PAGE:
Introduction

\\INTRODUCTION TO HEBREWS 6\\

In this chapter the apostle exhorts the believing Hebrews not to rest
in the rudiments of the Christian religion they had learned; and much
less to lay them again in the foundation after the Jewish manner, of
which he instances in six particulars; but to seek after a perfect
knowledge of evangelic truths, which, under a divine permission, was
his determination to do, \\#Heb 6:1-3\\ which was the best method
to prevent apostasy, he dissuades from; by giving the characters of
apostates, showing how far they may go in the knowledge of divine
things, and yet fall away; by asserting the impossibility of their
repentance and recovery, with the reason of it, taken from the
blackness of their crimes, \\#Heb 6:4-6\\ and the difference
between them, and true believers, he illustrates by two sorts of
earth, the one takes in the rain that comes down from heaven, and
brings forth herbs for the use of its dresser, and is blessed of God:
such are true believers in Christ, \\#Heb 6:7\\ the other bears
thorns and briers, and is rejected and cursed, and in the issue
burned; and to such earth the above apostates may be compared,
\\#Heb 6:8\\ but lest the believing Hebrews, such as were truly gracious
among them, should conclude that this was their case, and that it was
desperate; and lest they should think the apostle had an ill opinion
of them, he declares he was otherwise persuaded of them, and hoped
and believed they were interested in the things of salvation,
\\#Heb 6:9\\ the reasons of which persuasion are taken from the work of
grace, which was wrought in them; from their laborious love they
showed to the name of God, and to his people, and which they
continued to show: and from the righteousness of God in not
forgetting all this, \\#Heb 6:10\\. And then he proceeds to exhort
them to diligence in the exercise of grace, and discharge of duty,
that so they might arrive to a full assurance of hope, \\#Heb 6:11\\
and not to indulge slothfulness, but to be followers of the saints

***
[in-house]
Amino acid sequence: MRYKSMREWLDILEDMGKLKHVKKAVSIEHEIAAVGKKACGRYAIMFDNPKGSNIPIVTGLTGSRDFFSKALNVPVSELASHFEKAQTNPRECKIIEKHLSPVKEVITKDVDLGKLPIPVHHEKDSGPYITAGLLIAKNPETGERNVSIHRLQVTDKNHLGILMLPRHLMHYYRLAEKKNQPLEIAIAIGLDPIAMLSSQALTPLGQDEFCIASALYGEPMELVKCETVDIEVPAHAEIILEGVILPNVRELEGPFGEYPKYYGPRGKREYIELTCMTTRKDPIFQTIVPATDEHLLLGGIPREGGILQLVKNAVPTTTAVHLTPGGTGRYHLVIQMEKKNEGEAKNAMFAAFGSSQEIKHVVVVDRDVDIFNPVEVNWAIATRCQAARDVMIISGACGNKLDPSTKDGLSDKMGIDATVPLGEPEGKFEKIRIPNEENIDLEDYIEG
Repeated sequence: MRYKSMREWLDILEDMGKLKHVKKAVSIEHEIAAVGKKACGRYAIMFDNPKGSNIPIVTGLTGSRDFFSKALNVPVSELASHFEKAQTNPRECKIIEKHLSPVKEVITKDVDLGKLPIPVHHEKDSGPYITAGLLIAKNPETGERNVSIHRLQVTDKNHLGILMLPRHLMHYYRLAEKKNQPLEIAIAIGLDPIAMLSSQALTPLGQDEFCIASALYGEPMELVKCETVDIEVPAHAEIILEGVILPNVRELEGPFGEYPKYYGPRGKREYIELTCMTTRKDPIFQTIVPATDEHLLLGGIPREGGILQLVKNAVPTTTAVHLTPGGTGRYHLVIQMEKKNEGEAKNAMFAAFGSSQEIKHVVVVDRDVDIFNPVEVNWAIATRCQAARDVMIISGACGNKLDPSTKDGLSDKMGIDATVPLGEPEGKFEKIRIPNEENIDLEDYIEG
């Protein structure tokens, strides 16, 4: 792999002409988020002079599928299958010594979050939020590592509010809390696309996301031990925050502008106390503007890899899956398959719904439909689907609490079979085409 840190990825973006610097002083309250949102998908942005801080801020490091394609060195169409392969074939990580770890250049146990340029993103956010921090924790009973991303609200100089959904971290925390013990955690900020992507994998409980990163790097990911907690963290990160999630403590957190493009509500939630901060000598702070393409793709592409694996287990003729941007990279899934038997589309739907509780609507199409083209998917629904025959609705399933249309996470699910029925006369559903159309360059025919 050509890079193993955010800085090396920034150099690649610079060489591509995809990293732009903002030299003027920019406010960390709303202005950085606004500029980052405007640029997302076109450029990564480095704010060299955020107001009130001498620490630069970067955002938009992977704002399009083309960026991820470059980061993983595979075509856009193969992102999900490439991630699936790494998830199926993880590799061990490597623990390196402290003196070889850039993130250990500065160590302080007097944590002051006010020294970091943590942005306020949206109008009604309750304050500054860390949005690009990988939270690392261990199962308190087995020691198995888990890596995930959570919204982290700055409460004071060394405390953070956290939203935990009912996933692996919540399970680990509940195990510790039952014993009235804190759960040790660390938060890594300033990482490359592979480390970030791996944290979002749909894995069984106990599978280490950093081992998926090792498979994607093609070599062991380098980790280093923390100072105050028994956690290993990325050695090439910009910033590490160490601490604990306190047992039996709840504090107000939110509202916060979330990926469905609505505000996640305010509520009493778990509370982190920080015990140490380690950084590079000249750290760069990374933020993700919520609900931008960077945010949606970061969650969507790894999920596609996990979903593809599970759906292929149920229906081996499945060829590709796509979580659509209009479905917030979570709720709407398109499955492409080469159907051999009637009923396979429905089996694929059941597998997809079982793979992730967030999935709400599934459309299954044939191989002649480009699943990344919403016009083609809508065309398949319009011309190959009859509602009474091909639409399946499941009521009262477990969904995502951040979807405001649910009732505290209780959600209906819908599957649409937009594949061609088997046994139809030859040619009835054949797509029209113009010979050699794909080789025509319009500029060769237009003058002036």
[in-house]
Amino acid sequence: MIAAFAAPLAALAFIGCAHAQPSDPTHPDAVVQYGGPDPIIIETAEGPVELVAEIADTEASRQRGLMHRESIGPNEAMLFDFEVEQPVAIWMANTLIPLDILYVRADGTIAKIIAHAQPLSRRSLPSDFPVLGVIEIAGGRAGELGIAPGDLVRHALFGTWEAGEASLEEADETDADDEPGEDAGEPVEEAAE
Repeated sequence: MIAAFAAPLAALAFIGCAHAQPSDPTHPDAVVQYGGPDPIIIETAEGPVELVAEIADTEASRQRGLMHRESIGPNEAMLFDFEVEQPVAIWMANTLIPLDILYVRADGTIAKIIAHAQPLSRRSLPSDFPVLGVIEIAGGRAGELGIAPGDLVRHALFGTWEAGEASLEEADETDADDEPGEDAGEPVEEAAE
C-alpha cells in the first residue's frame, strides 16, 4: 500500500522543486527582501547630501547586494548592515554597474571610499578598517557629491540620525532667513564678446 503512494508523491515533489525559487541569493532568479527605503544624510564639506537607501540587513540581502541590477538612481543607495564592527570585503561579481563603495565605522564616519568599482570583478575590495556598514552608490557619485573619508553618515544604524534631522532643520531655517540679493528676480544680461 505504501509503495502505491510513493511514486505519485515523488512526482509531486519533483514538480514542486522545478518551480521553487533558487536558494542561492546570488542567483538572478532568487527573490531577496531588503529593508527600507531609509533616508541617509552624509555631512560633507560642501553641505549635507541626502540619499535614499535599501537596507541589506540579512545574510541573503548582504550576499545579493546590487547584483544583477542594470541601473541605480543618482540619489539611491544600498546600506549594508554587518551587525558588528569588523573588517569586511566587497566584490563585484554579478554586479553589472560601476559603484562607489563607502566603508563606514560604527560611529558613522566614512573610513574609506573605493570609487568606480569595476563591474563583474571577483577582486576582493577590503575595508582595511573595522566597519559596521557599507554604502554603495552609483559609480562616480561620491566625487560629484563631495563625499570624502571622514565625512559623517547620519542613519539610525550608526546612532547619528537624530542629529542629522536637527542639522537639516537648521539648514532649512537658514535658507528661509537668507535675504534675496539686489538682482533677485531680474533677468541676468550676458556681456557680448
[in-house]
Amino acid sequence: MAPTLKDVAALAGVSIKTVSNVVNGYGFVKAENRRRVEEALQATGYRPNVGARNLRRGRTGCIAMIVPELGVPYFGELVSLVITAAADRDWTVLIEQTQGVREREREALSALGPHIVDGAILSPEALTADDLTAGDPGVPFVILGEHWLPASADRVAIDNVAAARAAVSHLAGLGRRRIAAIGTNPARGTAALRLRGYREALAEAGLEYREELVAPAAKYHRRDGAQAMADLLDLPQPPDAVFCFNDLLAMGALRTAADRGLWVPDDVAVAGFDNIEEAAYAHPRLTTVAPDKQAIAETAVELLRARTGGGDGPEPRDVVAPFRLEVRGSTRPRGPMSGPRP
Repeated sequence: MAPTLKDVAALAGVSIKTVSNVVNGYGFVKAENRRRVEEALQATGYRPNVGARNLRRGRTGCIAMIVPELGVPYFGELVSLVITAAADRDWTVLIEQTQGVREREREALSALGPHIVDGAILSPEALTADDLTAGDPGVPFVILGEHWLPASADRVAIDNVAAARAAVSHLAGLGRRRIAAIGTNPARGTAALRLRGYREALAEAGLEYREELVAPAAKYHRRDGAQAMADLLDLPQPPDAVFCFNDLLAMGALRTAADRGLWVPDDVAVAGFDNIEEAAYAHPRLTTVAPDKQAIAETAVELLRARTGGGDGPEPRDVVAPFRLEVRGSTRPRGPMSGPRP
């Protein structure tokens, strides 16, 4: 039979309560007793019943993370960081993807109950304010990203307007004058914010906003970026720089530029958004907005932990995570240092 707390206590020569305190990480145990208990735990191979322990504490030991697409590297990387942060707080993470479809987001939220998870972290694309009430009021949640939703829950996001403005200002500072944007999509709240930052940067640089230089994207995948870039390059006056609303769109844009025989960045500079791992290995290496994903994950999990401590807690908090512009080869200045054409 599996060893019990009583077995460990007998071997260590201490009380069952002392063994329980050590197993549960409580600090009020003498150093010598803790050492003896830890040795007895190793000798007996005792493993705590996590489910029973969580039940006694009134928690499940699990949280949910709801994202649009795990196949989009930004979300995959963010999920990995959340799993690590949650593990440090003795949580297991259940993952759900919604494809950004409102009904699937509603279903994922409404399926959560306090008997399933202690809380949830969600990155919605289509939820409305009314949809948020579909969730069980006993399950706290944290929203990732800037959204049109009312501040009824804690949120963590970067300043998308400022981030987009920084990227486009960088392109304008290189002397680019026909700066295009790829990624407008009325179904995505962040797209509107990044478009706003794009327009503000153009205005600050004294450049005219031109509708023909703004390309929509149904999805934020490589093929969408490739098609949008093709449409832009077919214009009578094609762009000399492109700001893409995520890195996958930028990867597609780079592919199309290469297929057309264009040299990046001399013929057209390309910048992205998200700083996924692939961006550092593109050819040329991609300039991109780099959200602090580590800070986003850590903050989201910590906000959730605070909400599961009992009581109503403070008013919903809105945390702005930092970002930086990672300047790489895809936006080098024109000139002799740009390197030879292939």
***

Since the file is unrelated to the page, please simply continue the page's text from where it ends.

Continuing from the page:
that were gone before them; whose character is, that through faith,
and patience, they had inherited the promises, things the apostle
would have those believers imitate them in, \\#Heb 6:12\\ and
particularly instances in Abraham, the father of this people, and of
all believers; who having a promise from God, to which an oath was
annexed, patiently waited for it, and obtained it, \\#Heb 6:13-15\\ and
having made mention of an oath, the apostle takes notice of the nature
and use of one among men, \\#Heb 6:16\\ and of the design of God in
making use of one himself, which was to confirm his promise, and show
its immutability to the heirs of it; and that by observing these two
immutable things, which could never fail, they might have solid and
abiding comfort: even all such, who, under a sense of danger, flee to
Christ for refuge, who is the ground of hope proposed to them in the
Gospel, to lay hold upon, \\#Heb 6:17,18\\ and because of the firmness
of the grace of hope, as it is conversant with Christ, and is cast on
him, the good ground of it, it is compared to an anchor; and is said to
be sure and steadfast, and to enter within the vail, where Christ is
gone as a forerunner; and which is an encouragement to that grace to
enter in after him; who is further described by his name Jesus, by his
office as an high priest, and by the order of which he is, that of
Melchizedek, \\#Heb 6:19,20\\ which is mentioned, to lead on to what
the apostle had to say concerning him, in the next chapter.